The information on this page is being updated and will be published on the new LTHT staff intranet which can be accessed by logging in with your NHS Mail email address.
Stay at home if you have coronavirus symptoms
You must stay at home if you or a member of your household including children have symptoms of coronavirus. This includes any of the following symptoms - most people with coronavirus have at least one of these symptoms.
A high temperature – this means you feel hot to touch on your chest or back (you do not need to measure your temperature)
A new, continuous cough – this means coughing a lot for more than an hour, or 3 or more coughing episodes in 24 hours (if you usually have a cough, it may be worse than usual)
Loss or change to your sense of smell or taste – this means you've noticed you cannot smell or taste anything, or things smell or taste different to normal
Contact your manager to inform them of your symptoms, following local arrangements for reporting absence.
Do not go to a GP surgery, pharmacy or hospital.
You do not need to contact 111 to tell them you're staying at home.
Testing for coronavirus is not needed if you're staying at home.
Further advice is available from the NHS 111 self-assessment tool
How long to stay at home
- if you have symptoms, however mild, stay at home for 7 - 10 days
- if you live with other people who have symptoms, and you have had contact with them, you should stay at home for 14 days from the day the first person started having symptoms. The 14-day period starts from the day when the first person in the household started having symptoms. If anyone else in the household starts displaying symptoms, they need to stay at home for at least 10 days from when their symptoms appear, regardless of what day they are on in their original 14-day isolation period.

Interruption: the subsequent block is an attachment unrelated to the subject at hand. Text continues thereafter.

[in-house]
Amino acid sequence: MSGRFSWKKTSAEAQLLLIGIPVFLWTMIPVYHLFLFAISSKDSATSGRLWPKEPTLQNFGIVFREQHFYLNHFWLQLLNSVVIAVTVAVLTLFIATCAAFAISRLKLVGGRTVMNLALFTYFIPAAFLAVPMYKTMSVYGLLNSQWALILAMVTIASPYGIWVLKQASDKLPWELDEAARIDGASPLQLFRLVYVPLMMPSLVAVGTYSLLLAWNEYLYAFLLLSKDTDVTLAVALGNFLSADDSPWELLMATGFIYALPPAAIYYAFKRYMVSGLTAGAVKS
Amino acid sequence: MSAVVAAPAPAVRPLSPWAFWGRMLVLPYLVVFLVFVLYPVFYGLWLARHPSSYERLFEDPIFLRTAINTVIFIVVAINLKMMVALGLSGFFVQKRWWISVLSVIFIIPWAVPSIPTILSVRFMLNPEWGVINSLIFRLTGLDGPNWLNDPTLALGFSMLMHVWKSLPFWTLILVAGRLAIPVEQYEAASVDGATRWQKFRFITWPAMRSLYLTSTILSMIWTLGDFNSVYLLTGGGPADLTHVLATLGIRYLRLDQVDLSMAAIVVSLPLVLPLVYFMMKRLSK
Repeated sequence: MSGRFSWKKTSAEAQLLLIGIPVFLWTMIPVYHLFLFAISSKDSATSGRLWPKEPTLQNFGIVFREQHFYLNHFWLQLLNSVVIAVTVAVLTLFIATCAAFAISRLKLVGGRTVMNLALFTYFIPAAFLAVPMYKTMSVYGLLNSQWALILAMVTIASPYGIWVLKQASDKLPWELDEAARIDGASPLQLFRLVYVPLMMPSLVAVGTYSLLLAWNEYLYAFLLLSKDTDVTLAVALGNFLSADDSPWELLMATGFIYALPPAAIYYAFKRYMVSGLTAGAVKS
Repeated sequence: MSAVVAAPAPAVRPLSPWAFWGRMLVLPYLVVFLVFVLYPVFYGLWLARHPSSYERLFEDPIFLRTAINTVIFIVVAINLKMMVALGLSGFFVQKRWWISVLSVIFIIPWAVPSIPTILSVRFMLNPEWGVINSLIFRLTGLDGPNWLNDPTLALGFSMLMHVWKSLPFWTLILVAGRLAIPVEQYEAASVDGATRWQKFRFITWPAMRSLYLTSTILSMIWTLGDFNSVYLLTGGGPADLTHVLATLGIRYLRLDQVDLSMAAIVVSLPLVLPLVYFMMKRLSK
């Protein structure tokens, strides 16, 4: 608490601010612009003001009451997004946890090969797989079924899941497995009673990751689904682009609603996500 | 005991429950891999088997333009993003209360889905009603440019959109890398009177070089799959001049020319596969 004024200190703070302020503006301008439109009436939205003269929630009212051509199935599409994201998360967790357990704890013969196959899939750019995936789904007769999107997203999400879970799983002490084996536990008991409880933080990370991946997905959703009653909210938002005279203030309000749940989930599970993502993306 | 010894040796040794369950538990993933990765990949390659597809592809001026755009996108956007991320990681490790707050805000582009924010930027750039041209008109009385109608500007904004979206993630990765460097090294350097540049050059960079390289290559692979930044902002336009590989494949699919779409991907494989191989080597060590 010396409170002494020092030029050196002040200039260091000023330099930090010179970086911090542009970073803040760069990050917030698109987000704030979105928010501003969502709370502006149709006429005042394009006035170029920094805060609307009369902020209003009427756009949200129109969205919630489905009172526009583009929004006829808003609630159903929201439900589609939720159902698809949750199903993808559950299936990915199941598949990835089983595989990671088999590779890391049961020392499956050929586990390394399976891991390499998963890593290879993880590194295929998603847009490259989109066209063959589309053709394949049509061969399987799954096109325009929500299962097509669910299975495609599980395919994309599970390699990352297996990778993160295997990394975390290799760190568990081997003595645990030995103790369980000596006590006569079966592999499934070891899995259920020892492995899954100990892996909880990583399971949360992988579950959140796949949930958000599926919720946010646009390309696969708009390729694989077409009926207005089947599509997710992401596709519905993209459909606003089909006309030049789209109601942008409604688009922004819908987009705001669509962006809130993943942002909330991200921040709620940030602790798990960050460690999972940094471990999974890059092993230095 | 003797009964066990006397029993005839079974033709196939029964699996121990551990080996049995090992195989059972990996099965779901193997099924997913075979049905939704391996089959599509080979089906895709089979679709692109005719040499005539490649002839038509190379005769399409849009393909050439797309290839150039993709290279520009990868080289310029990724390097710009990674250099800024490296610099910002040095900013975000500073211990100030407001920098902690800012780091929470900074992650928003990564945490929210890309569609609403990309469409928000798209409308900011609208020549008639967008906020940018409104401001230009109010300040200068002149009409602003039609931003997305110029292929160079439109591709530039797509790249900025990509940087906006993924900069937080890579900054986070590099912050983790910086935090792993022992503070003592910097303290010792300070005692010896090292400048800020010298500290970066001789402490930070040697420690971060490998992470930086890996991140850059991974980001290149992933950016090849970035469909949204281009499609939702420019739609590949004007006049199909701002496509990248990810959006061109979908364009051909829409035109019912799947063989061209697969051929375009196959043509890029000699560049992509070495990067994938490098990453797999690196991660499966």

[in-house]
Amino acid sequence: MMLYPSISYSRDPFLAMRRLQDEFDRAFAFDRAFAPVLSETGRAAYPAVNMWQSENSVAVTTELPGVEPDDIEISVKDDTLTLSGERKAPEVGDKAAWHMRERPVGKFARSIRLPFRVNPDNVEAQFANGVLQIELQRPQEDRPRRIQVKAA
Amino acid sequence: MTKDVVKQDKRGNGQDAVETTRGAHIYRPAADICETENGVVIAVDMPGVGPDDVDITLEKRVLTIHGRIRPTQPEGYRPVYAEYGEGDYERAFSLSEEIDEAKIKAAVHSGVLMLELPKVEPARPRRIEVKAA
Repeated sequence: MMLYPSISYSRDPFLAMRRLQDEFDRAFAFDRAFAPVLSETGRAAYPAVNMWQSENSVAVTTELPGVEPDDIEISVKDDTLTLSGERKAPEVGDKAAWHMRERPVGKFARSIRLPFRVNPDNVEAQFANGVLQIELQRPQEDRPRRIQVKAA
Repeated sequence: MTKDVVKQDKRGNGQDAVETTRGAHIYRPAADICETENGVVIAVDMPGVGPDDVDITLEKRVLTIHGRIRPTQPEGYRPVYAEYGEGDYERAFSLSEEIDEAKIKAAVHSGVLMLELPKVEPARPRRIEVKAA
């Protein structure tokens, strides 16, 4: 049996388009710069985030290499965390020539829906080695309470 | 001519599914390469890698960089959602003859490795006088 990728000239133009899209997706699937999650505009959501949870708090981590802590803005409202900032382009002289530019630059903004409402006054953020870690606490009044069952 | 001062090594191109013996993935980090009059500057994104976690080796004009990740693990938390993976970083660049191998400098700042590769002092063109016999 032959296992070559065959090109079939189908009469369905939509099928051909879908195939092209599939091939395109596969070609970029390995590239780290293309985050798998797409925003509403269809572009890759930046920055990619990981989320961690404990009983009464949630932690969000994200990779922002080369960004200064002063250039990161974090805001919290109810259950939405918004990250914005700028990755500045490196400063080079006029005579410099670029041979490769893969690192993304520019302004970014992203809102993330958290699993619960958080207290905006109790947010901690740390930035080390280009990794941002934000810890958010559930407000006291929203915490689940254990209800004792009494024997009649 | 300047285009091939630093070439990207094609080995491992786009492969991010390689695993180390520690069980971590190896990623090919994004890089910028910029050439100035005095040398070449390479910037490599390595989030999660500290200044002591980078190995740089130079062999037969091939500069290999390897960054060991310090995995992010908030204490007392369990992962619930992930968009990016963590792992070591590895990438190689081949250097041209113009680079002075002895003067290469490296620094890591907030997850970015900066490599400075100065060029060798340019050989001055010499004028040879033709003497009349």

Living with people at risk
If you live with someone who is 70 or over, has a long-term condition, is pregnant in the 3rd trimester or has a weakened immune system, try to find somewhere else for them to stay for 14 days, or find alternative accommodation for yourself.
If you have to stay at home together, try to keep away from each other as much as possible.
When to end self-isolation and household-isolation
Clarity has been provided nationally on the process for ending self-isolation and household isolation.
- If you live alone and have symptoms, you should self-isolate for 7 - 10 days.
- If one person in a household is symptomatic then the whole household should isolate for 14 days.
If, after 7 - 10 days, you no longer have a high temperature then you can return to your normal routine.
If, after 10 days, you still have a temperature you should continue to self-isolate and seek medical advice. You do not need to self-isolate after 10 days if you only have a cough or loss of sense of smell or taste, as these symptoms can last for several weeks after the infection has gone.
After 7 - 10 days, the first person in the household to become ill can return to normal activity if they no longer have a high temperature. During this period, if any of the remaining household contacts become unwell, they must be isolated for 10 days from the onset of their own symptoms. After seven days, household contacts can also return to normal duties if they no longer have a high temperature.
The full guidance on ending isolation is available on the GOV.uk website.
Frequently asked questions
Please check the FAQs page for more information or to ask a question.